My friend Amanda was at a loss. She came to me frustrated and confused.
“I don’t understand why I’m not getting these job interviews. I’m completely qualified, yet I keep getting turned down. I just don’t get it.”
I asked if I could take a look at her resume. She was right; she was completely qualified, with years of experience in her field. But I realized the problem immediately: she had assistant to the project manager listed at the top of her resume.
It was the title she received when she began working at her company three years ago, and it was an appropriate title for someone starting out assisting with project management. But over time, she was given more responsibility, and had even taken on managing whole projects on her own. She had even gotten a raise a few months back. It was no longer an apt title; she was way beyond assistant material. And her resume reflected that; she detailed projects she had managed, and her overall experience. Unfortunately, I was all too familiar with the fact that the recruiters who got her resume in hand were blocked by the word assistant in bold letters right at the top.
I told her upfront that she needed to change her title in order to get past the first round of recruitment. As the owner of my own copywriting business, I know how exhausting it can be to rummage through resumes trying to find the perfect fit, and I know how important the job title is to getting your resume picked out of the pile. On average, a recruiter will only scan a resume for approximately 6 seconds, looking for small details such as page layout, grammar, and yes, job titles.
But did you know that your resume can get tossed out before it’s even seen by a real person, and that your job title massively affects that process? There’s something called the applicant tracking system, or ATS, that organizes and prioritizes resumes based on keywords, and 75% of resumes don’t make it past this point. A huge number of companies — including 98% of Fortune 500s — use ATS software to help simplify the job search process, meaning your resume is more likely than not to be subject to the software’s filtering system. It’s something you need to keep in mind when deciding on what job title to put on your resume.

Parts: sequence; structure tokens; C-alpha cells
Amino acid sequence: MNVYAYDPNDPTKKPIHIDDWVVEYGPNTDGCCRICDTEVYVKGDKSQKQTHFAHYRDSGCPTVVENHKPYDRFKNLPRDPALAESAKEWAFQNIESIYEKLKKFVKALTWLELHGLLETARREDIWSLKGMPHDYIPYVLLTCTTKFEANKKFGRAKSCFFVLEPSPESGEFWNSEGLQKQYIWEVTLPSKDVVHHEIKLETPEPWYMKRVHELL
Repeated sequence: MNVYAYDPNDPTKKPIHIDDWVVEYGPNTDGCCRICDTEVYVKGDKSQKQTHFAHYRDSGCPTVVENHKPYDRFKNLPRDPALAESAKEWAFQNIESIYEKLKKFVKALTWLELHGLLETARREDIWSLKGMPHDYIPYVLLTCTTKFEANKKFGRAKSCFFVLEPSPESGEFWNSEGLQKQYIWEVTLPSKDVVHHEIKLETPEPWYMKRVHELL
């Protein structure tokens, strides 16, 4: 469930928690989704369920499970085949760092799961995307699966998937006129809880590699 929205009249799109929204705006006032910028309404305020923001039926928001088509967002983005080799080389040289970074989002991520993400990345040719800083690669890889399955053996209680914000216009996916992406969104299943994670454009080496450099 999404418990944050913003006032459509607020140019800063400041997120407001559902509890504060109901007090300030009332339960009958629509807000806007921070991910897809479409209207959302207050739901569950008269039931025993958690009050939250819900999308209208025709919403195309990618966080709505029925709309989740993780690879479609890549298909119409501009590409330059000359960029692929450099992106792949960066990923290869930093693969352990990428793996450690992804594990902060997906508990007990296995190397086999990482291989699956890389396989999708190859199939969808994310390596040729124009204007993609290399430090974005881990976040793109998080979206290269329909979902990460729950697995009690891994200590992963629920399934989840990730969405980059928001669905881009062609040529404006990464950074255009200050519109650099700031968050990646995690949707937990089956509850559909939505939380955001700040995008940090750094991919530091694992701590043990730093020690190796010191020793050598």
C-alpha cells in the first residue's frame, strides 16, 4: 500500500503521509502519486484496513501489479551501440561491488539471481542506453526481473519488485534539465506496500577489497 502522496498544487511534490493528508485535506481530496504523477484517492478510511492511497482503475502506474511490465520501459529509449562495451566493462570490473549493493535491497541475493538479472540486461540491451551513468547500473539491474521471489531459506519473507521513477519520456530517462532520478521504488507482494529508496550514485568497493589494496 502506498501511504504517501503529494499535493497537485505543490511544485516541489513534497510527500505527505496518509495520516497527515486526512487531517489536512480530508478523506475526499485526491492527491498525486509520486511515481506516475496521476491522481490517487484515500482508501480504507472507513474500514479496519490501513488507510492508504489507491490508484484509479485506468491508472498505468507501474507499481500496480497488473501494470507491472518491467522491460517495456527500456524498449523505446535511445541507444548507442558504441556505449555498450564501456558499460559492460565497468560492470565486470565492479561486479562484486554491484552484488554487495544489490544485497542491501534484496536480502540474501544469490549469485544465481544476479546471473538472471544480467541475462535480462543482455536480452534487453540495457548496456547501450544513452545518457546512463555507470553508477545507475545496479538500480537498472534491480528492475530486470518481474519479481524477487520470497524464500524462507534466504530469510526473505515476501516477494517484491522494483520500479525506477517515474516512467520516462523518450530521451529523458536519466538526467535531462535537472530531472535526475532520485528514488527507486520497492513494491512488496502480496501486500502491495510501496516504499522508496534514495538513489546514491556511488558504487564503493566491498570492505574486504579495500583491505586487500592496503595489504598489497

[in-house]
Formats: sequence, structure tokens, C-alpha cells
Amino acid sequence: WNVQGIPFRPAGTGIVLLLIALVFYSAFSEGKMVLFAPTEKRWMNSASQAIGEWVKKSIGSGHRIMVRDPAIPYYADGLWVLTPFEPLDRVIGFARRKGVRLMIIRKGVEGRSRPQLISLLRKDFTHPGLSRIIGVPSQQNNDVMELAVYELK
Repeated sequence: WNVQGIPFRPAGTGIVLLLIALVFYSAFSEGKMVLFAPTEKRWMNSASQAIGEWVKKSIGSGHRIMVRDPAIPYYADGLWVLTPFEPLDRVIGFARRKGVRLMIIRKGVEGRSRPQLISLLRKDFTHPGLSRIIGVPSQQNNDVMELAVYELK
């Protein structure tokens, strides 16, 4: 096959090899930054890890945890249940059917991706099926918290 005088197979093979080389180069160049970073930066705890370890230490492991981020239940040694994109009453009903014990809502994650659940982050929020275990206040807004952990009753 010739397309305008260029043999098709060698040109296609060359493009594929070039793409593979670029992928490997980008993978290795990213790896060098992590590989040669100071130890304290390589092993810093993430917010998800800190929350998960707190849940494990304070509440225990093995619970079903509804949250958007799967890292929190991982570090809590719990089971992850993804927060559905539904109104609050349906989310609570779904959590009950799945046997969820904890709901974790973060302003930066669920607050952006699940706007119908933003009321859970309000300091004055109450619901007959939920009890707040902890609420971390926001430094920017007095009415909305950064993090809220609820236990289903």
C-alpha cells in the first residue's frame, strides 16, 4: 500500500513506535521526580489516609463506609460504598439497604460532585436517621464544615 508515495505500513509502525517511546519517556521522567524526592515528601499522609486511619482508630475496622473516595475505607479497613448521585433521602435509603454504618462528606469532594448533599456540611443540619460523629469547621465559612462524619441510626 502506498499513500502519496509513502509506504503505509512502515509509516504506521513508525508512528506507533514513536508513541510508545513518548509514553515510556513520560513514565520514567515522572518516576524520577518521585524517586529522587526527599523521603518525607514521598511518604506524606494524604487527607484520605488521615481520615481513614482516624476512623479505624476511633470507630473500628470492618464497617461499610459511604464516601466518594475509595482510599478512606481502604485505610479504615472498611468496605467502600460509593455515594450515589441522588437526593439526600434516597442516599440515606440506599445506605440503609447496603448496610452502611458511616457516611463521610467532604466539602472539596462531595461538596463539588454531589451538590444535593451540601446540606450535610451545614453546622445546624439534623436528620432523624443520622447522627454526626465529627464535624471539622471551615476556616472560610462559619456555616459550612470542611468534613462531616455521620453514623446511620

Like Amanda, you might think that you’re stuck with the title your company gave you when you started. Or maybe you work freelance, and aren’t sure what title to even use. The good news is, you’re more in control of your job title than you think. As long as you don’t straight up lie, and the rest of your resume reflects the title, you can come up with a smart, eye-catching title that will get your resume in the hands of a real person, past the 6-second mark, and on the way to a real interview.
But you may be wondering: what job title should I put on my resume? Well, of course that depends on the job you have, but more so on the job you want. Here are some tips to finding the right job title for your resume:
Keep the ATS in mind. A great way to do this is to look at the job description, and tailor your resume job title to the one they’re hiring for. You can also sprinkle keywords throughout your resume to further target the ATS. For example, if the job description mentions buzz words such as “managed,” “assisted,” “planned,” etc., try to use those words to describe your work experience (if applicable).
Keep it short. Remember the six second rule? If your title is too long (think more than four words), the recruiter might just skim over it.
Make sure your resume backs up your title. Like I mentioned earlier, you don’t want to straight up lie. That can majorly backfire on you if you’re called in for an interview and can’t back up your title. You want to play up your skills while still keeping the title realistic for your capabilities. A good way to go about this is to leave the level of skill out of the title and use more actionable words. For example: Graphic Designer, rather than Junior Designer or Design Assistant. It doesn’t matter what level of experience you have — if you’re working on graphic design, you are a graphic designer. Your resume and job title should reflect that.
Your resume has to speak for you before you can do it yourself. You need to be impressive, concise, and stand out from the crowd. You want to make sure you’re honoring your experience, making sure they see that you’re right for this job. If your title doesn’t reflect how much work you actually do, it’s time to reevaluate.
P.S. I helped Amanda change her job title, and now she’s a mid-level project manager at a major firm.